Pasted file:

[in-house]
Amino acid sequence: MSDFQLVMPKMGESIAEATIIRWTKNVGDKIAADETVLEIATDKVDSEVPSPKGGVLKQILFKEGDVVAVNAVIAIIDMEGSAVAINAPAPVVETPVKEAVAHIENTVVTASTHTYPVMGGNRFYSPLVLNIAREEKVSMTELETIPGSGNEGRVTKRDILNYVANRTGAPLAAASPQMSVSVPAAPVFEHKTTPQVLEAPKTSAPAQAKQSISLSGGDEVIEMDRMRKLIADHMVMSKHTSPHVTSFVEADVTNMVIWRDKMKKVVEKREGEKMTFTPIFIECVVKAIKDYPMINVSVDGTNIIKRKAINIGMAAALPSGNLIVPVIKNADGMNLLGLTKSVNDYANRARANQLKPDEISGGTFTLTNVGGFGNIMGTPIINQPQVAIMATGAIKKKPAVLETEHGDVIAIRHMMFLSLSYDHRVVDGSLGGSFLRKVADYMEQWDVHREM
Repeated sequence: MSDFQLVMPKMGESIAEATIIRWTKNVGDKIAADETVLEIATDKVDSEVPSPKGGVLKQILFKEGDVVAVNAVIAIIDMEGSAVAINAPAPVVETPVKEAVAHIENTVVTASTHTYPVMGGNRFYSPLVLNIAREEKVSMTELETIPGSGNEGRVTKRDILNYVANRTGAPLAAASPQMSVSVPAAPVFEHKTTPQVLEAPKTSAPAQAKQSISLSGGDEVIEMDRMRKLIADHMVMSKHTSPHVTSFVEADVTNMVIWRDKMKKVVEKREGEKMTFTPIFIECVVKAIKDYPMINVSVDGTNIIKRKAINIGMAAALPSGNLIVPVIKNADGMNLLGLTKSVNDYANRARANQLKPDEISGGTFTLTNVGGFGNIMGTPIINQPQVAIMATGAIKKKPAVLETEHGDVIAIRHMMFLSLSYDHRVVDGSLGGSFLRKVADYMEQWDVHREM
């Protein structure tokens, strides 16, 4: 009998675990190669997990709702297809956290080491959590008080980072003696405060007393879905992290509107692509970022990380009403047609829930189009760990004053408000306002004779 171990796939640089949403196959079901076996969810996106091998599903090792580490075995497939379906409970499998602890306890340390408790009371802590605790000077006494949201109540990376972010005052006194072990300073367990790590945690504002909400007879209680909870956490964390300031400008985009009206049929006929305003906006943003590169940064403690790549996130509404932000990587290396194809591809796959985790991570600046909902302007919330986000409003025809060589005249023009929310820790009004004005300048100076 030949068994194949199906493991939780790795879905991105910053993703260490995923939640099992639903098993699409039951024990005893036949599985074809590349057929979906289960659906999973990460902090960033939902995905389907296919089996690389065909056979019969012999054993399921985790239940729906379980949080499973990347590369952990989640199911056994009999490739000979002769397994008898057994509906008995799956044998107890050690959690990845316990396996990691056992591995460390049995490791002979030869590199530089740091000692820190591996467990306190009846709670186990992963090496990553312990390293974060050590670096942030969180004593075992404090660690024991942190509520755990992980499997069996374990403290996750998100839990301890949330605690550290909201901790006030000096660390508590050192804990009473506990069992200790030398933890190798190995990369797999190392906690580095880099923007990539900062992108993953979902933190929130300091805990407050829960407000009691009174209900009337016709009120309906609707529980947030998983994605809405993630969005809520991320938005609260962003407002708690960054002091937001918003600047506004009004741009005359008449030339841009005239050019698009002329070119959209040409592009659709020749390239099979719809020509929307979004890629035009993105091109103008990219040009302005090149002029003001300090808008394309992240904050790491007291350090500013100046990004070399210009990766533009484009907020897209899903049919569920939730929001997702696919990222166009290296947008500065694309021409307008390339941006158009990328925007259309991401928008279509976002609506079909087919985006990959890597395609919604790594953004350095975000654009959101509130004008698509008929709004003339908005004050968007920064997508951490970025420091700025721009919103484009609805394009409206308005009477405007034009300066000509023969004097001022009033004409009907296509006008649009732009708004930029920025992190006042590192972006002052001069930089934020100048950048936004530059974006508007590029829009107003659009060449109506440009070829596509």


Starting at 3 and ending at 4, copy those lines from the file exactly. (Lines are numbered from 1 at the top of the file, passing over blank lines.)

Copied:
Repeated sequence: MSDFQLVMPKMGESIAEATIIRWTKNVGDKIAADETVLEIATDKVDSEVPSPKGGVLKQILFKEGDVVAVNAVIAIIDMEGSAVAINAPAPVVETPVKEAVAHIENTVVTASTHTYPVMGGNRFYSPLVLNIAREEKVSMTELETIPGSGNEGRVTKRDILNYVANRTGAPLAAASPQMSVSVPAAPVFEHKTTPQVLEAPKTSAPAQAKQSISLSGGDEVIEMDRMRKLIADHMVMSKHTSPHVTSFVEADVTNMVIWRDKMKKVVEKREGEKMTFTPIFIECVVKAIKDYPMINVSVDGTNIIKRKAINIGMAAALPSGNLIVPVIKNADGMNLLGLTKSVNDYANRARANQLKPDEISGGTFTLTNVGGFGNIMGTPIINQPQVAIMATGAIKKKPAVLETEHGDVIAIRHMMFLSLSYDHRVVDGSLGGSFLRKVADYMEQWDVHREM
């Protein structure tokens, strides 16, 4: 009998675990190669997990709702297809956290080491959590008080980072003696405060007393879905992290509107692509970022990380009403047609829930189009760990004053408000306002004779 171990796939640089949403196959079901076996969810996106091998599903090792580490075995497939379906409970499998602890306890340390408790009371802590605790000077006494949201109540990376972010005052006194072990300073367990790590945690504002909400007879209680909870956490964390300031400008985009009206049929006929305003906006943003590169940064403690790549996130509404932000990587290396194809591809796959985790991570600046909902302007919330986000409003025809060589005249023009929310820790009004004005300048100076 030949068994194949199906493991939780790795879905991105910053993703260490995923939640099992639903098993699409039951024990005893036949599985074809590349057929979906289960659906999973990460902090960033939902995905389907296919089996690389065909056979019969012999054993399921985790239940729906379980949080499973990347590369952990989640199911056994009999490739000979002769397994008898057994509906008995799956044998107890050690959690990845316990396996990691056992591995460390049995490791002979030869590199530089740091000692820190591996467990306190009846709670186990992963090496990553312990390293974060050590670096942030969180004593075992404090660690024991942190509520755990992980499997069996374990403290996750998100839990301890949330605690550290909201901790006030000096660390508590050192804990009473506990069992200790030398933890190798190995990369797999190392906690580095880099923007990539900062992108993953979902933190929130300091805990407050829960407000009691009174209900009337016709009120309906609707529980947030998983994605809405993630969005809520991320938005609260962003407002708690960054002091937001918003600047506004009004741009005359008449030339841009005239050019698009002329070119959209040409592009659709020749390239099979719809020509929307979004890629035009993105091109103008990219040009302005090149002029003001300090808008394309992240904050790491007291350090500013100046990004070399210009990766533009484009907020897209899903049919569920939730929001997702696919990222166009290296947008500065694309021409307008390339941006158009990328925007259309991401928008279509976002609506079909087919985006990959890597395609919604790594953004350095975000654009959101509130004008698509008929709004003339908005004050968007920064997508951490970025420091700025721009919103484009609805394009409206308005009477405007034009300066000509023969004097001022009033004409009907296509006008649009732009708004930029920025992190006042590192972006002052001069930089934020100048950048936004530059974006508007590029829009107003659009060449109506440009070829596509």